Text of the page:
Where MOOCs Miss the Mark: The Student-Teacher Relationship | Edutopia
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The mistake about MOOCs (massive open online courses) is that they discount the central component of effective teaching -- the relationship forged between student and teacher.

Sure, students around the world gain access to previously inaccessible and unimaginable content from some of the world's renowned universities and professors from MIT, Harvard and Stanford. These students can grow inspired by the possibility of absorbing information through online lectures and platforms, as 12-year-old Khadija Niazi of Pakistan explained recently at the World Economic Forum. The New York Times reported, "Ms. Niazi has been taking courses, free so far, from Udacity and Coursera, two of the earliest providers of this new form of instruction. Her latest enthusiasm is for astrobiology, because she is fascinated by UFOs and wants to become a physicist."

This is nothing short of amazing and shows the flattening of the education world. Thomas Friedman celebrates the power of the MOOC: "Nothing has more potential to lift more people out of poverty -- by providing them an affordable education to get a job or improve in the job they have. Nothing has more potential to unlock a billion more brains to solve the world's biggest problems."

However, MOOCs make a key assumption that the students enrolling in these courses have a certain degree of motivation and are reasonably adept self-starters as learners.

The Importance of Belonging

For students who know what they want and when they want it in terms of online content, MOOCs are a fabulous new option to build and construct personalized learning ecosystems.

Unfortunately, for many learners, MOOCs lack the possibility of mentorship and close guidance that comes through the building of a meaningful relationship between student and teacher.

One student who was exposed to Khan Academy lectures in a math class commented that she much preferred listening to her math teacher explain the same concepts because she likes this teacher and feels comfortable asking questions and going for extra help outside of class. This student-teacher bond is more challenging to develop and sustain through online learning, which by its design is constructed through distance and the tubes of the Internet.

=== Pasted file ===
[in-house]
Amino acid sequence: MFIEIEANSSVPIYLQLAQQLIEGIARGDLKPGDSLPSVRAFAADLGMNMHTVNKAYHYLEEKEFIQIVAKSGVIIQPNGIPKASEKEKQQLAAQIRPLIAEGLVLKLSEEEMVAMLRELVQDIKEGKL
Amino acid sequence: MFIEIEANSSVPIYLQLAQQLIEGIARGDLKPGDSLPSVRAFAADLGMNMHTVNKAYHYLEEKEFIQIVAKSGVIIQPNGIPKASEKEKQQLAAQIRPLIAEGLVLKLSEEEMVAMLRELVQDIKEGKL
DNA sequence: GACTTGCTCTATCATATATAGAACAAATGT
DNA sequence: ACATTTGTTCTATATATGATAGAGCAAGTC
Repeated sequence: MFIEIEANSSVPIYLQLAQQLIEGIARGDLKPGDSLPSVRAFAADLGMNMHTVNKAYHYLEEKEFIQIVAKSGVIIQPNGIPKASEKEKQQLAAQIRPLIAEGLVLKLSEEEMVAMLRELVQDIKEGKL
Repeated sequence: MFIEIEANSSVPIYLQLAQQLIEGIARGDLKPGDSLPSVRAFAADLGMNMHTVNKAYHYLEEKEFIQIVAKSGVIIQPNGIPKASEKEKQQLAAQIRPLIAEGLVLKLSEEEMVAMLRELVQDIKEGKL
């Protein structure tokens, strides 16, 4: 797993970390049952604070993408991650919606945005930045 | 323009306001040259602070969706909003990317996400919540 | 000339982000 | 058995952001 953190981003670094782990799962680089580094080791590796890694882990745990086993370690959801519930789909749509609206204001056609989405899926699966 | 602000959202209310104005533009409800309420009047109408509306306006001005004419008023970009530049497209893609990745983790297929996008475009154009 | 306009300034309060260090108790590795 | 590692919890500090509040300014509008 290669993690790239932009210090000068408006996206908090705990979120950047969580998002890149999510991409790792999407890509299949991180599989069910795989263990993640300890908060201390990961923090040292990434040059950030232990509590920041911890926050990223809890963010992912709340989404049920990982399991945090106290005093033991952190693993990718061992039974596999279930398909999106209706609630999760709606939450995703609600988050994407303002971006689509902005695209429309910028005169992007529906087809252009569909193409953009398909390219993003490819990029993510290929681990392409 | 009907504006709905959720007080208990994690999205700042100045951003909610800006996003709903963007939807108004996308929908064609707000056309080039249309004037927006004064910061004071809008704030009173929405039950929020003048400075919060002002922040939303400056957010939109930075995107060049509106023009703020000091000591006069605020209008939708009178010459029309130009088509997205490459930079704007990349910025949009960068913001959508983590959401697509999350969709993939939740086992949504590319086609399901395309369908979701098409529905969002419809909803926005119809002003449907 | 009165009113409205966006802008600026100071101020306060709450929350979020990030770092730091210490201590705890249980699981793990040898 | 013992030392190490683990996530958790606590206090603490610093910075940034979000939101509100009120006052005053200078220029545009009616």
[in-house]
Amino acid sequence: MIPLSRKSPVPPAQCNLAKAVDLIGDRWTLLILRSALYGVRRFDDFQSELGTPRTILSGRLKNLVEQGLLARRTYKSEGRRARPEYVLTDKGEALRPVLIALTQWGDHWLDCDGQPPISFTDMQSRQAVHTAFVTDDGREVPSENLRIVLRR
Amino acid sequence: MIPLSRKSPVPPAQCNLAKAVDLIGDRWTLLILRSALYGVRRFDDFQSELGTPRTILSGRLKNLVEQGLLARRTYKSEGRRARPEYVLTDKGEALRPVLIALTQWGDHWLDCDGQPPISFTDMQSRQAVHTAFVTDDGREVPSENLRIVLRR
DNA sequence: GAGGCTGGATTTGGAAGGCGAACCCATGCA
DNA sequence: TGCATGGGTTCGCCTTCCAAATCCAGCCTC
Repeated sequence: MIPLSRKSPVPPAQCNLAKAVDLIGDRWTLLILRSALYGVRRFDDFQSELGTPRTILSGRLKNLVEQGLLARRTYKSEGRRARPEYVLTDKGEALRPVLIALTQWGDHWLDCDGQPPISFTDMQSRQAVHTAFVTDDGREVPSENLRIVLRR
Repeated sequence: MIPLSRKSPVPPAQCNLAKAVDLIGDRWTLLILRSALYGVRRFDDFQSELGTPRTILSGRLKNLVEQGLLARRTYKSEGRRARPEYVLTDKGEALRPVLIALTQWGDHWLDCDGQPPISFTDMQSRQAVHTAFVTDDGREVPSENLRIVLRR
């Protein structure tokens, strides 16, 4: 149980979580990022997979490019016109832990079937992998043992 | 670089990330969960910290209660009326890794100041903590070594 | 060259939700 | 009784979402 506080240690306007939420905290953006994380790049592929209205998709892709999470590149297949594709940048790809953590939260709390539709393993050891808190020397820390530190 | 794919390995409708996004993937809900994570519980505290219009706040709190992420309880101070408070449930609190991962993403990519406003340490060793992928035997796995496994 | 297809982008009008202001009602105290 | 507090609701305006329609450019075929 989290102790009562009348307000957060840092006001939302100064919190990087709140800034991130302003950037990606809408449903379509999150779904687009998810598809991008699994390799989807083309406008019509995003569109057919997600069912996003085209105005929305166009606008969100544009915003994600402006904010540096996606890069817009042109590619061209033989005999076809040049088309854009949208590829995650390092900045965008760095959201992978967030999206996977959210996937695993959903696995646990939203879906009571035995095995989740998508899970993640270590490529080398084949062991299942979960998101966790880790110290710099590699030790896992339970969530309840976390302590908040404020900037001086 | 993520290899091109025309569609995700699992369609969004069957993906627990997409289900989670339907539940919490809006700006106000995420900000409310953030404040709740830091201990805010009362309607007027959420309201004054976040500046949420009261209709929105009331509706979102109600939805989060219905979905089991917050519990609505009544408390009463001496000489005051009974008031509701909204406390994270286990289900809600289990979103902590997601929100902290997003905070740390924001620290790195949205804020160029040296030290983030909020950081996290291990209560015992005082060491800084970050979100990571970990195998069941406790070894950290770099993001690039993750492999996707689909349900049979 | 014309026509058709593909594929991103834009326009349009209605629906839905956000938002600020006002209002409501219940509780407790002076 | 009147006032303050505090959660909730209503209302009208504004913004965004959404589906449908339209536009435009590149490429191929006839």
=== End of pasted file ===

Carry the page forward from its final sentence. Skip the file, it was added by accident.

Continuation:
The fact will always remain that great teachers inspire through their passion for their subject and their ability to communicate and connect with students in face-to-face interactions and relationships.

Noted author and blogger Annie Murphy Paul writes: "The level of comfort we feel in another person's presence can powerfully influence how intelligent we feel, and in some sense, how intelligent we actually are, at least in that moment. Now multiply that one-on-one interaction by tens or hundreds, and you start to get a sense of how important a sense of belonging to a learning community can be."

MOOCs are not yet able to cultivate the sense of belonging in "another person's presence." Not to mention that the completion rate of MOOCs is quite low. According to The New York Times, "Less than 10 percent of MOOC students finish the courses they sign up for on their own." While the exposure to great content is alluring, the lasting impact may be fleeting unless MOOCs can figure out a way to establish the relationship piece between students and teachers.